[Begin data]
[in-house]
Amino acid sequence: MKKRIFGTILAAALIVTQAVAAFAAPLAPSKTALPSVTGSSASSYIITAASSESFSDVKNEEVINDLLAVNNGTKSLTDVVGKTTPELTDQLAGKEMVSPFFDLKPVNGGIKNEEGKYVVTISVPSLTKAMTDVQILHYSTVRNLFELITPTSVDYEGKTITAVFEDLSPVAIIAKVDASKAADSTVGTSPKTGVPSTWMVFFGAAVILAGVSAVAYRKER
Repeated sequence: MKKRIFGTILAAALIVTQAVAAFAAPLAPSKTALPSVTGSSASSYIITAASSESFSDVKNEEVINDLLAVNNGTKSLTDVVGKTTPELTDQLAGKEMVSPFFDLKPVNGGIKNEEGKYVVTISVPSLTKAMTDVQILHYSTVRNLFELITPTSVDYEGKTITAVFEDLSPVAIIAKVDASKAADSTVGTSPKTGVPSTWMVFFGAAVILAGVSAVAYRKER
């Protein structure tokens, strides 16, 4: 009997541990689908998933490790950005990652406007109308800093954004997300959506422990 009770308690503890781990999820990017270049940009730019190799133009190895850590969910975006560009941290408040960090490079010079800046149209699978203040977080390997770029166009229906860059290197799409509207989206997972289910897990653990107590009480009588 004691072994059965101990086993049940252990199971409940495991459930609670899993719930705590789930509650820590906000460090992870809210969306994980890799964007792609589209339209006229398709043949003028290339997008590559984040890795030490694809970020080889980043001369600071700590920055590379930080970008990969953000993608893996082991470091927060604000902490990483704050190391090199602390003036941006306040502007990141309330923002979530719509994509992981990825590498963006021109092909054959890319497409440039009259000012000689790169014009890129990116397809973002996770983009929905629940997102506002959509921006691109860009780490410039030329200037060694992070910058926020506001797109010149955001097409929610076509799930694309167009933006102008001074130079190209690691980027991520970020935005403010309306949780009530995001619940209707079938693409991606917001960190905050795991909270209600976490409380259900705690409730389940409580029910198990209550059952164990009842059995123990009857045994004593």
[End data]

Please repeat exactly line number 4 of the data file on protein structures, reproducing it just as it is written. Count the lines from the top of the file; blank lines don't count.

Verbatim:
């Protein structure tokens, strides 16, 4: 009997541990689908998933490790950005990652406007109308800093954004997300959506422990 009770308690503890781990999820990017270049940009730019190799133009190895850590969910975006560009941290408040960090490079010079800046149209699978203040977080390997770029166009229906860059290197799409509207989206997972289910897990653990107590009480009588 004691072994059965101990086993049940252990199971409940495991459930609670899993719930705590789930509650820590906000460090992870809210969306994980890799964007792609589209339209006229398709043949003028290339997008590559984040890795030490694809970020080889980043001369600071700590920055590379930080970008990969953000993608893996082991470091927060604000902490990483704050190391090199602390003036941006306040502007990141309330923002979530719509994509992981990825590498963006021109092909054959890319497409440039009259000012000689790169014009890129990116397809973002996770983009929905629940997102506002959509921006691109860009780490410039030329200037060694992070910058926020506001797109010149955001097409929610076509799930694309167009933006102008001074130079190209690691980027991520970020935005403010309306949780009530995001619940209707079938693409991606917001960190905050795991909270209600976490409380259900705690409730389940409580029910198990209550059952164990009842059995123990009857045994004593």